Retirement Associated With Increased Risk for Depressive Symptoms
Employment status displayed a lagged effect on depression, with retirement preceding higher levels of depression 2 years after initial retirement status report.
Retired individuals are at an increased risk for depressive symptoms compared with employed individuals, according to data from a 10-year cross-lagged analysis published in Psychiatry Research.
Investigators abstracted data from 6 waves of the Health and Retirement Study for 10 total years of participant data (n=6584). The 2004, 2006, 2008, 2010, 2012, and 2014 waves were selected specifically such that analyses could be extrapolated to the modern workforce. All participants in the Health and Retirement Study are over the age of 50 years. The Center for Epidemiological Studies-Depression Scale was used to assess depressive symptoms in participants, with higher numeric scores indicating worse symptomatology. Sociodemographic variables including age, sex, years of education, race, functional status, and household income were captured in each wave by self-report. Cross-lagged analyses were conducted to capture the association between retirement status and depression. Individuals included in the analyses had self-reported retirement or employment status for all 6 waves.
Individuals who had complete employment data across each wave were significantly younger, had more years of education, were more likely to be men, had better functional status, reported fewer depressive symptoms in the initial wave, and were more likely to be employed compared with those who had incomplete employment data (all P <.001). Among the analytic sample, 60% of subjects reported employment and 40% self-identified as retired. The mean (standard deviation) Center for Epidemiological Studies-Depression Scale score was 0.95 (0.03) across the total cohort. Cross-lagged modeling indicated a significant negative association between employment in each wave and depressive symptoms in each subsequent wave. Higher levels of depression symptoms were associated with increased risk for retirement (P =.001). Additionally, employment status displayed a lagged effect on depression, with retirement preceding higher levels of depression 2 years after initial retirement status report (P <.001). No moderating effect was observed for sex.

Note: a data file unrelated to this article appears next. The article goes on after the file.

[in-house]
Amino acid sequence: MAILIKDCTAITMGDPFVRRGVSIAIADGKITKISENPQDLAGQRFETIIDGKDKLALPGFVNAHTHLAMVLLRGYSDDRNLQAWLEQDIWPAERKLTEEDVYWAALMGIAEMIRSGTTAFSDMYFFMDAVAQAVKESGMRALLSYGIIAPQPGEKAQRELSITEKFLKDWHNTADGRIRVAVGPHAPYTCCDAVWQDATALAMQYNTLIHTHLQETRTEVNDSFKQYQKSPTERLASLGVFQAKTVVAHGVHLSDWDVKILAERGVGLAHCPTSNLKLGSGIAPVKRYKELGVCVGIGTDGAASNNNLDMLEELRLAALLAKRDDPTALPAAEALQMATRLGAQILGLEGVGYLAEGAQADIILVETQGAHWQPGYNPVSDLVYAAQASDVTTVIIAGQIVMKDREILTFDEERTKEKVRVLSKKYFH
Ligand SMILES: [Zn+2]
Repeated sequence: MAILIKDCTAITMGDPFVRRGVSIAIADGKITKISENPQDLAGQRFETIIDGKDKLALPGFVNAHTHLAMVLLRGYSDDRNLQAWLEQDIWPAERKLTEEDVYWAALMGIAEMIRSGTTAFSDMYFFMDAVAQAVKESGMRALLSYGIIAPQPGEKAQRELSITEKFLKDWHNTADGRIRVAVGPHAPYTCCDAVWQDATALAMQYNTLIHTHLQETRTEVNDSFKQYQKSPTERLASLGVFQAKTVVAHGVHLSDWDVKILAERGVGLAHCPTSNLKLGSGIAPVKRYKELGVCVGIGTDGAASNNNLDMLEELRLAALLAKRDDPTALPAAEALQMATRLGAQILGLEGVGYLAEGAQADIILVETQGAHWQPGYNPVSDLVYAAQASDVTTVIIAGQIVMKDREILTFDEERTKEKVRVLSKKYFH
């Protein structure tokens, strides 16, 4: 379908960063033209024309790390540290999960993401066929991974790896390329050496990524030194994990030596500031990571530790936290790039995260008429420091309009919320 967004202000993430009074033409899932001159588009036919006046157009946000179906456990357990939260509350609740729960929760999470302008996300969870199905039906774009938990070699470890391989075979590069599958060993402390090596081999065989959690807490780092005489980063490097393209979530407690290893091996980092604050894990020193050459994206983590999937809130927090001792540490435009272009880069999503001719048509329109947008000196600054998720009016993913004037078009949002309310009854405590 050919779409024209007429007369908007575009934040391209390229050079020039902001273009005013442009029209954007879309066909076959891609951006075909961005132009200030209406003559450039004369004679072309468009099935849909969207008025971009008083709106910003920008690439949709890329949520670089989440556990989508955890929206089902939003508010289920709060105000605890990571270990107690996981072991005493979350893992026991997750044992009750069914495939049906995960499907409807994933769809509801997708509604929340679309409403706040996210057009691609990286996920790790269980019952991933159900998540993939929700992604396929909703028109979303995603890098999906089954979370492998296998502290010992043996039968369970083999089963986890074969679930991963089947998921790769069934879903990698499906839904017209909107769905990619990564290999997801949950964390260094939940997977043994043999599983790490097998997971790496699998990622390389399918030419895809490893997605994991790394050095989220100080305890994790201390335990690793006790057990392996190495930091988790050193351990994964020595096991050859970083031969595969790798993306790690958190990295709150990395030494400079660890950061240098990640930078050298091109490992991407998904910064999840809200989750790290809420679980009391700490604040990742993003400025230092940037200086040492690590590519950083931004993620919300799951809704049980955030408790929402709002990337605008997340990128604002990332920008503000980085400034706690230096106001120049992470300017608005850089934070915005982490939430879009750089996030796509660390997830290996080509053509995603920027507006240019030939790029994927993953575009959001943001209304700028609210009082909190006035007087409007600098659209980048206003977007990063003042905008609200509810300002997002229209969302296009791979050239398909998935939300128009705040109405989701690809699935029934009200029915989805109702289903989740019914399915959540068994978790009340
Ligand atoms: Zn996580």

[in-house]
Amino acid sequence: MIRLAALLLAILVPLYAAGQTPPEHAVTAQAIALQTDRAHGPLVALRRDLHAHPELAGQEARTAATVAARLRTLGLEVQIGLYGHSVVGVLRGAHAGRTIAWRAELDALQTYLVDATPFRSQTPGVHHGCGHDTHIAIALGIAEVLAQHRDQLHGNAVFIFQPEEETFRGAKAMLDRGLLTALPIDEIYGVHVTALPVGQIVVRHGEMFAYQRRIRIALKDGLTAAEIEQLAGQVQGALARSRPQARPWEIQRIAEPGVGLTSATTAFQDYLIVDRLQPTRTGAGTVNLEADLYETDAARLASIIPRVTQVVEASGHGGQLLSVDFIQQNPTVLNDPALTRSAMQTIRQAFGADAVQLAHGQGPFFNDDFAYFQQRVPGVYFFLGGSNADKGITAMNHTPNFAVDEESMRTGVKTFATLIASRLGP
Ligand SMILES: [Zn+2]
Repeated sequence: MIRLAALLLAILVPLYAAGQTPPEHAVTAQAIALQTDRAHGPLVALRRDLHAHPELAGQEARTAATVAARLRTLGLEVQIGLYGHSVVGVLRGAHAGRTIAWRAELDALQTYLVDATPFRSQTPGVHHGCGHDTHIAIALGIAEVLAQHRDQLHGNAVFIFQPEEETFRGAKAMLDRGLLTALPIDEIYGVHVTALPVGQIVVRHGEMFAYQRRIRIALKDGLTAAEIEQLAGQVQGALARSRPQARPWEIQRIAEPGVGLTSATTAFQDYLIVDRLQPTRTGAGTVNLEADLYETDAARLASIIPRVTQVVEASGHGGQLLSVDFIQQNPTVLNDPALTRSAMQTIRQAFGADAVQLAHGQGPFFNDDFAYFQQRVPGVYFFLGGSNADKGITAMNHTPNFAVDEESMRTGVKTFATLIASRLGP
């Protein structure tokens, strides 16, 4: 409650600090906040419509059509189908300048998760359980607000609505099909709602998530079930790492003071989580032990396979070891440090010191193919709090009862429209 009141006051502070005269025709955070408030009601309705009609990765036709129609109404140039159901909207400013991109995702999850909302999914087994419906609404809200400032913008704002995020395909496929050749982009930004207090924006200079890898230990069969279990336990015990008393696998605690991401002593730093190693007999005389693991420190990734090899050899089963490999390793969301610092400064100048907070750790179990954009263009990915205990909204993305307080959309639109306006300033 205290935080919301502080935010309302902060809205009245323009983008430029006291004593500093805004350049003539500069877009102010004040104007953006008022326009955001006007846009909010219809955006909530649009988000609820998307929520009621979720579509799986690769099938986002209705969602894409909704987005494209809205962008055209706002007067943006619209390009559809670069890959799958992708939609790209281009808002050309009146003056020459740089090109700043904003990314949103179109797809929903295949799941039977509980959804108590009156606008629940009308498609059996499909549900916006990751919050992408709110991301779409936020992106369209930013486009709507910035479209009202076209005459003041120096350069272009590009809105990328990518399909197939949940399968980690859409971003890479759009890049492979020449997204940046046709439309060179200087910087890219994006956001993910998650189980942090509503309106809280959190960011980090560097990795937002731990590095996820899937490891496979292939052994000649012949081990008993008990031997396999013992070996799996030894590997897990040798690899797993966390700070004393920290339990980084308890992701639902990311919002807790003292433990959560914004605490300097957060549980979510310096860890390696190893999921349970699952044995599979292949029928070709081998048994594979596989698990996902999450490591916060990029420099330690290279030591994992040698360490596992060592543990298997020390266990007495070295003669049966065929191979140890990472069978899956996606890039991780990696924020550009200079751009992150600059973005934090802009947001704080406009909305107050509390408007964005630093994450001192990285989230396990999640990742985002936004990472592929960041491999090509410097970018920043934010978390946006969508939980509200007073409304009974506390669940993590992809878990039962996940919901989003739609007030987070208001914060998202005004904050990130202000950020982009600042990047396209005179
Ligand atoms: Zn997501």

These findings support the perception of retirement as a potential risk factor for depression in older adults. Likewise, existing depressive symptoms may be predictive of retirement. Clinicians must remain vigilant when observing retirement in older patients and allocate proper treatment resources when necessary.
Segel-Karpas D, Ayalon L, Lachman ME. Retirement and depressive symptoms: a 10-year cross-lagged analysis. Psychiatry Res. 2018;269:565-570.